Thanks Moshen and yes, getting this round of null images was indeed time consuming compared to how I used to do it.  I had to get everything just right.  The attached images show the old "before" process and the "improved" (actually, more careful) process with the 200ED.  A big difference.

 

And thanks sensei Paul.  Yeah, I don't think the "aspheric" was applied on purpose either and have no further intel on the lens or its figuring process other than Yuri dropped the 160ED & 200ED lines because sales were low and he had trouble getting good quality matching elements.  I also don't know what was "bad" about the matching glass supply.  Also, as you know and have related here, there have been changes in opticians over the years so I suspect any more specific info regarding how specific lenses were figured is gone and they do/did not use DPAC, rather, they used test plates for the individual elements.  But you never know and would be cool to find out such stuff.

 

Jeff

 

 

 

Attached Thumbnails

  • At focus in green old way.jpg
  • 200ED DPAC Green At Focus.jpg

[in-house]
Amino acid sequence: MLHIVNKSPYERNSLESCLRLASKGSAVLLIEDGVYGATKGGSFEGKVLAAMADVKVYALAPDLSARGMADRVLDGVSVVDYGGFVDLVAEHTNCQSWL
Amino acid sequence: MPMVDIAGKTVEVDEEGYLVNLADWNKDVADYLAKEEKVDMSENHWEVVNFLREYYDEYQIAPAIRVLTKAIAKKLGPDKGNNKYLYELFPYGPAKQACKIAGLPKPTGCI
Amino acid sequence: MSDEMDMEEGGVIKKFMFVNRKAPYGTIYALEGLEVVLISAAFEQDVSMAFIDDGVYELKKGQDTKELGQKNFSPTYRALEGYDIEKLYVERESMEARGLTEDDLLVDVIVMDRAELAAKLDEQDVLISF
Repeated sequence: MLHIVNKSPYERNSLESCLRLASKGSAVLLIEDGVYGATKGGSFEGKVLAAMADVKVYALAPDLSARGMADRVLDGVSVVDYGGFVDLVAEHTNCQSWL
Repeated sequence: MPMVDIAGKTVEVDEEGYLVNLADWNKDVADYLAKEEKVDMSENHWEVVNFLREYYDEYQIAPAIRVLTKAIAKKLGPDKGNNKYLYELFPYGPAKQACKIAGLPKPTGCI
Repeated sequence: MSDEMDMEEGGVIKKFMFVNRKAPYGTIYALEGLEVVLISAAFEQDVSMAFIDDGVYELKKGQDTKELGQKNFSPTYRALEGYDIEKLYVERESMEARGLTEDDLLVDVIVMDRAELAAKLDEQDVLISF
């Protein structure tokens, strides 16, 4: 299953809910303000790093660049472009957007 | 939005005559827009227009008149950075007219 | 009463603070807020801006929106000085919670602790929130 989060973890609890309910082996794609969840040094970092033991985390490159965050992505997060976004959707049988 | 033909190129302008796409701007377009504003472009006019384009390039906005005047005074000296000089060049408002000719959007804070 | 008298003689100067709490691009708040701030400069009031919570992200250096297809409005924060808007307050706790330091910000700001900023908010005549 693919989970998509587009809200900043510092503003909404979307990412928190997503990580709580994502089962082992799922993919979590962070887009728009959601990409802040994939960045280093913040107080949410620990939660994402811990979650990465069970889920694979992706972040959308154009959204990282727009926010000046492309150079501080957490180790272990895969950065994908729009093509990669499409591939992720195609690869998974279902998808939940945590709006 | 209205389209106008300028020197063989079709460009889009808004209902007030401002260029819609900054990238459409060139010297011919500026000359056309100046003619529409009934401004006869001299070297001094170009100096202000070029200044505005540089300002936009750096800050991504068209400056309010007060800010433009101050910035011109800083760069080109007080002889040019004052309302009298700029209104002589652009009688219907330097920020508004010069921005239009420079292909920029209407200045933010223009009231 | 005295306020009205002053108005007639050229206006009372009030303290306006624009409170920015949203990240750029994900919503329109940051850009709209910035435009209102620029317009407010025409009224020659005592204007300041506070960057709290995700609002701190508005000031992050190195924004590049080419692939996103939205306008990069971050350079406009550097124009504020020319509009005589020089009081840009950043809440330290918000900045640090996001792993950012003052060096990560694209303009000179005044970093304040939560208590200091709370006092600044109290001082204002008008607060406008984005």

#30 Jeff B

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Posted 07 November 2019 - 02:55 PM

And now the final installment to this thread.

 

One of the first things I do with an OTA is to check the focuser axis alignment to the center of the lens with my Glatter laser as well as the alignment of the lens assembly with the focuser axis with a high quality Cheshire eyepiece.

 

So here are a couple of pictures showing the laser spot on the back side of a mask carefully positioned over the objective.  The mask has a small hole (~1/16" diameter) precisely in the center of the mask.  The hole was precisely centered on the objective using multiple measuring points from the cell face plate I.D to the center of the mask center hole.  I got to with +/- 1/64".  

 

The results speak for themselves.  The result was the same over the entire FT focuser travel and if I rotated the laser.  This is one of, if not the best, of this type of measurement I've taken, especially impressive as this OTA is over 10 years old, has been through multiple owners, and outside over four years cycling through temperature extremes.  Remarkable!

 

The Cheshire showed one single, well defined reflection spot right in the middle too.

 

Mechanical construction and long term durability does not get any better than this!  Ok, except for maybe the paint...but still, that's over 10 years of harsh environment.

 

Well done Yuri!

 

Jeff

Attached Thumbnails

  • Focuser Alignment.jpg
  • Focuser Alignment - Close Up.jpg